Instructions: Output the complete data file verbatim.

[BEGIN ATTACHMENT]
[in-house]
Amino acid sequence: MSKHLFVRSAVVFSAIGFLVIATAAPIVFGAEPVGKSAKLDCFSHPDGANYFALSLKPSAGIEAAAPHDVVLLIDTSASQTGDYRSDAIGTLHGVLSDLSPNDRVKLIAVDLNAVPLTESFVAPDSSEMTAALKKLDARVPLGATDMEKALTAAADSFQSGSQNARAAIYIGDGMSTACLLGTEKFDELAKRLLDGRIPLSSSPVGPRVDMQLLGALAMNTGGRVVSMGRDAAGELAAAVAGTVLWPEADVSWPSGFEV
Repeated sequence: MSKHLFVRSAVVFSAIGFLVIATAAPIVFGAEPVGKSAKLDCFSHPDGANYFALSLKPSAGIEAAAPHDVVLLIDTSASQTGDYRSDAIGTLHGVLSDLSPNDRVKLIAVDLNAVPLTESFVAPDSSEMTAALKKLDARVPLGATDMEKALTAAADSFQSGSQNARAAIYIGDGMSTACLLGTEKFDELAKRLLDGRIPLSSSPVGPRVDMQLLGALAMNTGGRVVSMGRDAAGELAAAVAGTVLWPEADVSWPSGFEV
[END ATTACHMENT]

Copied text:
[in-house]
Amino acid sequence: MSKHLFVRSAVVFSAIGFLVIATAAPIVFGAEPVGKSAKLDCFSHPDGANYFALSLKPSAGIEAAAPHDVVLLIDTSASQTGDYRSDAIGTLHGVLSDLSPNDRVKLIAVDLNAVPLTESFVAPDSSEMTAALKKLDARVPLGATDMEKALTAAADSFQSGSQNARAAIYIGDGMSTACLLGTEKFDELAKRLLDGRIPLSSSPVGPRVDMQLLGALAMNTGGRVVSMGRDAAGELAAAVAGTVLWPEADVSWPSGFEV
Repeated sequence: MSKHLFVRSAVVFSAIGFLVIATAAPIVFGAEPVGKSAKLDCFSHPDGANYFALSLKPSAGIEAAAPHDVVLLIDTSASQTGDYRSDAIGTLHGVLSDLSPNDRVKLIAVDLNAVPLTESFVAPDSSEMTAALKKLDARVPLGATDMEKALTAAADSFQSGSQNARAAIYIGDGMSTACLLGTEKFDELAKRLLDGRIPLSSSPVGPRVDMQLLGALAMNTGGRVVSMGRDAAGELAAAVAGTVLWPEADVSWPSGFEV